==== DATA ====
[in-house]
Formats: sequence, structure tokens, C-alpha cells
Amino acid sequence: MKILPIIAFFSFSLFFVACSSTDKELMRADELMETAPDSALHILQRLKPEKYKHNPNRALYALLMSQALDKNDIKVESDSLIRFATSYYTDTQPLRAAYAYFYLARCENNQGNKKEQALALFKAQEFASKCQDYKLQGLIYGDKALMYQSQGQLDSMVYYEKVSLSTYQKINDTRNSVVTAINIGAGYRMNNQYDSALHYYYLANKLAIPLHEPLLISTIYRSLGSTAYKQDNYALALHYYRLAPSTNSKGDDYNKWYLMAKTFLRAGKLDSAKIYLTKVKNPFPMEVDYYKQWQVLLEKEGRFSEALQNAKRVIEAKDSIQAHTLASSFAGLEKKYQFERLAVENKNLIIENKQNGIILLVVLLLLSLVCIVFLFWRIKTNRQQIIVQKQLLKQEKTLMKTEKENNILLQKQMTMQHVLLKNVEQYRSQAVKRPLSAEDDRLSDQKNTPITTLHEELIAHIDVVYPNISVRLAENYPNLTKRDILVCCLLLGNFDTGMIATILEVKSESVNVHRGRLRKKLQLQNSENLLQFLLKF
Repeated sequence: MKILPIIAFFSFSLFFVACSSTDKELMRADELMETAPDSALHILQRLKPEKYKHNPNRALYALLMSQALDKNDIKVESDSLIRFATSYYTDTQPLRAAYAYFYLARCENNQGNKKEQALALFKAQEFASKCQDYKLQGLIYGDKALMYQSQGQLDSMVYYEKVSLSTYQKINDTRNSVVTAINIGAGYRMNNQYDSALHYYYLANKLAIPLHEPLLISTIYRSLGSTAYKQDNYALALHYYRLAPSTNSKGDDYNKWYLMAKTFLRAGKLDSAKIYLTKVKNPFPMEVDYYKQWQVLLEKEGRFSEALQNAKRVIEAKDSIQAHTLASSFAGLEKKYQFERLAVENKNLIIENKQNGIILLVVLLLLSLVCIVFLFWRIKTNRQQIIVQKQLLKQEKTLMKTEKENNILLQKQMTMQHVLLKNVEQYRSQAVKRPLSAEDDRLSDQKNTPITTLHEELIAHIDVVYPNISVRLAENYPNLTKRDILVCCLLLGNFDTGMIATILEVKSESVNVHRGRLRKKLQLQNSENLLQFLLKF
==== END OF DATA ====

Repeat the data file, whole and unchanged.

[in-house]
Formats: sequence, structure tokens, C-alpha cells
Amino acid sequence: MKILPIIAFFSFSLFFVACSSTDKELMRADELMETAPDSALHILQRLKPEKYKHNPNRALYALLMSQALDKNDIKVESDSLIRFATSYYTDTQPLRAAYAYFYLARCENNQGNKKEQALALFKAQEFASKCQDYKLQGLIYGDKALMYQSQGQLDSMVYYEKVSLSTYQKINDTRNSVVTAINIGAGYRMNNQYDSALHYYYLANKLAIPLHEPLLISTIYRSLGSTAYKQDNYALALHYYRLAPSTNSKGDDYNKWYLMAKTFLRAGKLDSAKIYLTKVKNPFPMEVDYYKQWQVLLEKEGRFSEALQNAKRVIEAKDSIQAHTLASSFAGLEKKYQFERLAVENKNLIIENKQNGIILLVVLLLLSLVCIVFLFWRIKTNRQQIIVQKQLLKQEKTLMKTEKENNILLQKQMTMQHVLLKNVEQYRSQAVKRPLSAEDDRLSDQKNTPITTLHEELIAHIDVVYPNISVRLAENYPNLTKRDILVCCLLLGNFDTGMIATILEVKSESVNVHRGRLRKKLQLQNSENLLQFLLKF
Repeated sequence: MKILPIIAFFSFSLFFVACSSTDKELMRADELMETAPDSALHILQRLKPEKYKHNPNRALYALLMSQALDKNDIKVESDSLIRFATSYYTDTQPLRAAYAYFYLARCENNQGNKKEQALALFKAQEFASKCQDYKLQGLIYGDKALMYQSQGQLDSMVYYEKVSLSTYQKINDTRNSVVTAINIGAGYRMNNQYDSALHYYYLANKLAIPLHEPLLISTIYRSLGSTAYKQDNYALALHYYRLAPSTNSKGDDYNKWYLMAKTFLRAGKLDSAKIYLTKVKNPFPMEVDYYKQWQVLLEKEGRFSEALQNAKRVIEAKDSIQAHTLASSFAGLEKKYQFERLAVENKNLIIENKQNGIILLVVLLLLSLVCIVFLFWRIKTNRQQIIVQKQLLKQEKTLMKTEKENNILLQKQMTMQHVLLKNVEQYRSQAVKRPLSAEDDRLSDQKNTPITTLHEELIAHIDVVYPNISVRLAENYPNLTKRDILVCCLLLGNFDTGMIATILEVKSESVNVHRGRLRKKLQLQNSENLLQFLLKF